Thursday, January 3, 2013

20130103 0934 Global Markets Related News.

Asia FX By Cornelius Luca - Wed 02 Jan 2013 17:23:23 CT (CME/
The appetite for risk soared only intraday during the first trading day in 2013 because the Congress, in a well timed move, finally approved a deal to avert a "fiscal cliff". However, the next two months will see further negotiations over the debt ceiling, so the mood for risk soured quickly in FX. As I had already warned you, this so-called success will be in reality a mixed success at best because no grand deal was achieved. The European and commodity currencies futures gave up early gains, the commodity currencies ended off their best levels, while the yen dug to new lows (to the happiness of the Japanese exporters). The US stock markets surged. Gold, oil and silver closed up. The short-term outlook for the European and commodity currencies is sideways. The medium-term outlook for most of the foreign currencies is sideways. The LGR short-term model is long on European and commodity currencies. Good luck!

US: The ISM's purchasing managers index climbed to 50.7 in December from 49.5 in November.
US: Construction spending fell by 0.3% in November after rising 0.7% in October.

Today's economic calendar
China: Non-manufacturing PMI for December

Stocks, Commodities Rally as Treasuries Drop on Budget (Bloomberg)
U.S. stocks surged, sending the Standard & Poor’s 500 Index to its biggest rally in a year, and commodities jumped after Congress passed a bill averting most of the tax increases and spending cuts threatening the recovery in the world’s biggest economy. Treasury yields gained.
The S&P 500 rose 2.5 percent to 1,462.42 at 4 p.m. in New York and has increased 4.3 percent in the past two sessions. The Stoxx Europe 600 Index (SXXP) climbed 2 percent to the highest since February 2011 as equities added to last year’s 13 percent global rally. Industrial metals led commodities up and oil advanced to a three-month high. The Dollar Index (DXY) reversed an early slide, while Treasury 10-year yields climbed eight basis points.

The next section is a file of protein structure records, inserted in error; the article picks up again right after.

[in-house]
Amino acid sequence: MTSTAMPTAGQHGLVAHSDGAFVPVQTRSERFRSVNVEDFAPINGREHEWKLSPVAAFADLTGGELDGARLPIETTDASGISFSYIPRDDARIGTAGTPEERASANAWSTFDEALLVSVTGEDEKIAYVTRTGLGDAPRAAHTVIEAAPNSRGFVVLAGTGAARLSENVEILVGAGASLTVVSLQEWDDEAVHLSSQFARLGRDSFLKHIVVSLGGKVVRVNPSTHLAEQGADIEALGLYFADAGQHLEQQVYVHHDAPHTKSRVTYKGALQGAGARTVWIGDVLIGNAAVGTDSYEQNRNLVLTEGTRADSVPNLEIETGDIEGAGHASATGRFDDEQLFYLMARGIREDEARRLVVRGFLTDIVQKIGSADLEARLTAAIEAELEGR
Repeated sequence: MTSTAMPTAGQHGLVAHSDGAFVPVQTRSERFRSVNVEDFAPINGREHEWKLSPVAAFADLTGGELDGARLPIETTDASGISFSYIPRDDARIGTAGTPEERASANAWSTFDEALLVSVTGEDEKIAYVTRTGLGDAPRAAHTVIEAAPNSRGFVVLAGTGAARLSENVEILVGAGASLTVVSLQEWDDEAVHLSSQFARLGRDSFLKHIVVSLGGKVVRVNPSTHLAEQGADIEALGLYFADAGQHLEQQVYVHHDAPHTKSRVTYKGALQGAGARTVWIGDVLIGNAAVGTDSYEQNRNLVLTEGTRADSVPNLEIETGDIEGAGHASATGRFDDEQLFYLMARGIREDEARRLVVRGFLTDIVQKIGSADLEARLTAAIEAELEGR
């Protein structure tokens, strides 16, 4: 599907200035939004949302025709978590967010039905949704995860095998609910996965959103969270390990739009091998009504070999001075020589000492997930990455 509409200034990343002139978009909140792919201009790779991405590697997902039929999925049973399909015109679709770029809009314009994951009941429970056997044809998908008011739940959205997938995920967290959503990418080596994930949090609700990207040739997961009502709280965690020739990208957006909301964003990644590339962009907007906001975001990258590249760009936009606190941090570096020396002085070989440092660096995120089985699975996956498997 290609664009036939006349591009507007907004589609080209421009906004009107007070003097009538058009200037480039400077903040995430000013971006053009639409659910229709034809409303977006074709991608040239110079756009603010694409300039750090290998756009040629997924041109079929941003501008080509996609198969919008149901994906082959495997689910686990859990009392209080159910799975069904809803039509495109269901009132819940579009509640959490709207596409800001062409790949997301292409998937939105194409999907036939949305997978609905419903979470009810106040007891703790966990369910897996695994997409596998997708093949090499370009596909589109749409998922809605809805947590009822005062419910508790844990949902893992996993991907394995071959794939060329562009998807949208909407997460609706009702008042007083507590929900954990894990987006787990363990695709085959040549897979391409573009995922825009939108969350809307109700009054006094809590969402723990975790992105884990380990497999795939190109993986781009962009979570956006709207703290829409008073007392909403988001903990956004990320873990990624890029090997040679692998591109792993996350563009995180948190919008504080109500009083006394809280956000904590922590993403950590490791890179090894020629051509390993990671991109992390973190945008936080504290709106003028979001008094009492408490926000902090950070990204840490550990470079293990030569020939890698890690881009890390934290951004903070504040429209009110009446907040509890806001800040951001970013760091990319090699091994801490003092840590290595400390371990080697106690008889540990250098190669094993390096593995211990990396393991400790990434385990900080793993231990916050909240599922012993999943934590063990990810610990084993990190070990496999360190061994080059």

President Barack Obama said he will sign into law the bill undoing tax increases for more than 99 percent of households as Republicans vowed to fight him for spending cuts in exchange for raising the debt ceiling. An industry report today showed American manufacturing expanded in December at a pace that shows the industry is stabilizing after reaching a three-year low a month earlier.
“Short-term, a deal is good for the market,” Thomas Garcia, head of equity trading at Santa Fe, New Mexico-based Thornburg Investment Management Inc., said by telephone. His firm oversees about $80 billion. “Long-term, more has to be done in the way of spending cuts before we can declare victory.”

Most Asian Stocks Rise After U.S. Manufacturing Expands (Bloomberg)
Most Asian stocks rose, pushing a regional equities index to its highest level in 17 months, after a gauge of U.S. manufacturing added to optimism that the outlook for economic growth is improving.
Rio Tinto Group, the world’s second-largest mining company, climbed 1.7 percent in Sydney as metals prices rose. Australian miner Aquarius Platinum Ltd. (AQP) soared 16 percent, the most in four years, amid speculation that South African supply of the metal will be lower during the first quarter. Samsung Electronics Co. fell 1.3 percent in Seoul after being named in a new patent- infringement complaint filed in Washington by InterDigital Inc. over technology related to the latest mobile-phone standards.
The MSCI Asia Pacific Excluding Japan Index (MXAPJ) rose 0.1 percent to 476.55 as of 11:29 a.m. in Sydney, adding to yesterday’s biggest gain in three months. Almost three shares gained for each that fell. A close at this level would be the highest since August 2011. Standard & Poor’s 500 Index futures fell 0.2 percent today after the gauge jumped 2.5 percent yesterday. Markets in mainland China and Japan are closed today for holidays and Hong Kong’s market is yet to open.
“We expect growth to accelerate through 2013,” said Gerard Minack, global strategist at Morgan Stanley in Sydney. Asia’s “recovery isn’t as tethered to policy makers and structural headwinds. Equities look cheap relative to the past 30 years.”